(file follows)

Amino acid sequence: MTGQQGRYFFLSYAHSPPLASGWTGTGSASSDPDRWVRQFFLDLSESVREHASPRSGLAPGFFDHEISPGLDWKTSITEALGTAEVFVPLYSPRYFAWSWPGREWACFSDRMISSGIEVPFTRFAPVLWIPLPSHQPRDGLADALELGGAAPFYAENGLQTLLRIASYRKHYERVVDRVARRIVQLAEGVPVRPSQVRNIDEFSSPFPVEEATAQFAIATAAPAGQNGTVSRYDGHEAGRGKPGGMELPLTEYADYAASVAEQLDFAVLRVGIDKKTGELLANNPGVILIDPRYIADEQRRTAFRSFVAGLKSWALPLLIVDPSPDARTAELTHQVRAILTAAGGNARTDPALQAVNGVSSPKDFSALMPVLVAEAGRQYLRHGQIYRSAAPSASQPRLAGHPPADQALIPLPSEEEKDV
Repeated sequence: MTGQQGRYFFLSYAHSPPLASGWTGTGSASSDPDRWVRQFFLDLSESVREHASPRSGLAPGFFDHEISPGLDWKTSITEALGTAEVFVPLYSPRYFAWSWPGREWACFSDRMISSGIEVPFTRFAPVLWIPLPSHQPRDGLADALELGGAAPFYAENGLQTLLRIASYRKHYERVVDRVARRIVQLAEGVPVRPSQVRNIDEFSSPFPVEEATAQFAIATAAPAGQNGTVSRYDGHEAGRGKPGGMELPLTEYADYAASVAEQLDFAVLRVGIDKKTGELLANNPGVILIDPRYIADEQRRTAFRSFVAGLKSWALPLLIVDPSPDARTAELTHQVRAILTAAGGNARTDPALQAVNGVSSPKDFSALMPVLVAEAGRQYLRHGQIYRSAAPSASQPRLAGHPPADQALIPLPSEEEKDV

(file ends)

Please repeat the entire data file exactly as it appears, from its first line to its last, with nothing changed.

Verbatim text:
Amino acid sequence: MTGQQGRYFFLSYAHSPPLASGWTGTGSASSDPDRWVRQFFLDLSESVREHASPRSGLAPGFFDHEISPGLDWKTSITEALGTAEVFVPLYSPRYFAWSWPGREWACFSDRMISSGIEVPFTRFAPVLWIPLPSHQPRDGLADALELGGAAPFYAENGLQTLLRIASYRKHYERVVDRVARRIVQLAEGVPVRPSQVRNIDEFSSPFPVEEATAQFAIATAAPAGQNGTVSRYDGHEAGRGKPGGMELPLTEYADYAASVAEQLDFAVLRVGIDKKTGELLANNPGVILIDPRYIADEQRRTAFRSFVAGLKSWALPLLIVDPSPDARTAELTHQVRAILTAAGGNARTDPALQAVNGVSSPKDFSALMPVLVAEAGRQYLRHGQIYRSAAPSASQPRLAGHPPADQALIPLPSEEEKDV
Repeated sequence: MTGQQGRYFFLSYAHSPPLASGWTGTGSASSDPDRWVRQFFLDLSESVREHASPRSGLAPGFFDHEISPGLDWKTSITEALGTAEVFVPLYSPRYFAWSWPGREWACFSDRMISSGIEVPFTRFAPVLWIPLPSHQPRDGLADALELGGAAPFYAENGLQTLLRIASYRKHYERVVDRVARRIVQLAEGVPVRPSQVRNIDEFSSPFPVEEATAQFAIATAAPAGQNGTVSRYDGHEAGRGKPGGMELPLTEYADYAASVAEQLDFAVLRVGIDKKTGELLANNPGVILIDPRYIADEQRRTAFRSFVAGLKSWALPLLIVDPSPDARTAELTHQVRAILTAAGGNARTDPALQAVNGVSSPKDFSALMPVLVAEAGRQYLRHGQIYRSAAPSASQPRLAGHPPADQALIPLPSEEEKDV